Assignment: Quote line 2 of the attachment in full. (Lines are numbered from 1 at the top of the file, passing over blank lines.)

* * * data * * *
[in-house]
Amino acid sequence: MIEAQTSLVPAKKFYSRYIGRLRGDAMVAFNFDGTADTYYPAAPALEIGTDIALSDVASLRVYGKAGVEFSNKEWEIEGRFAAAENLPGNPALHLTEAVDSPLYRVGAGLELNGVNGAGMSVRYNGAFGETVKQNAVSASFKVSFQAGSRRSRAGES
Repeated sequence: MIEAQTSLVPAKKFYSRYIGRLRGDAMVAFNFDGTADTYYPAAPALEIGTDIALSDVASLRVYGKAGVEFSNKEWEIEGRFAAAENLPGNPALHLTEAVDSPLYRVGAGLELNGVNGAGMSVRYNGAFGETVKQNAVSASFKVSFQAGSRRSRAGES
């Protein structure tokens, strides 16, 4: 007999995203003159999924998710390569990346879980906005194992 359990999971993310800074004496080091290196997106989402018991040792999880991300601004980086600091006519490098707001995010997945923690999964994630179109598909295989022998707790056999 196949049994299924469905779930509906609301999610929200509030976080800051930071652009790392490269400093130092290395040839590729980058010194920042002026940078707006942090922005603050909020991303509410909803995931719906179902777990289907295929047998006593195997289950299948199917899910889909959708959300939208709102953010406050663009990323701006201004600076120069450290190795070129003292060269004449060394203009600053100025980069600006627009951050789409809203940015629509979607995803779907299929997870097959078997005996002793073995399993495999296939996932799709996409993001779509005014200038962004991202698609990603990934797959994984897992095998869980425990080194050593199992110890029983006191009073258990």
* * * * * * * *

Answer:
Amino acid sequence: MIEAQTSLVPAKKFYSRYIGRLRGDAMVAFNFDGTADTYYPAAPALEIGTDIALSDVASLRVYGKAGVEFSNKEWEIEGRFAAAENLPGNPALHLTEAVDSPLYRVGAGLELNGVNGAGMSVRYNGAFGETVKQNAVSASFKVSFQAGSRRSRAGES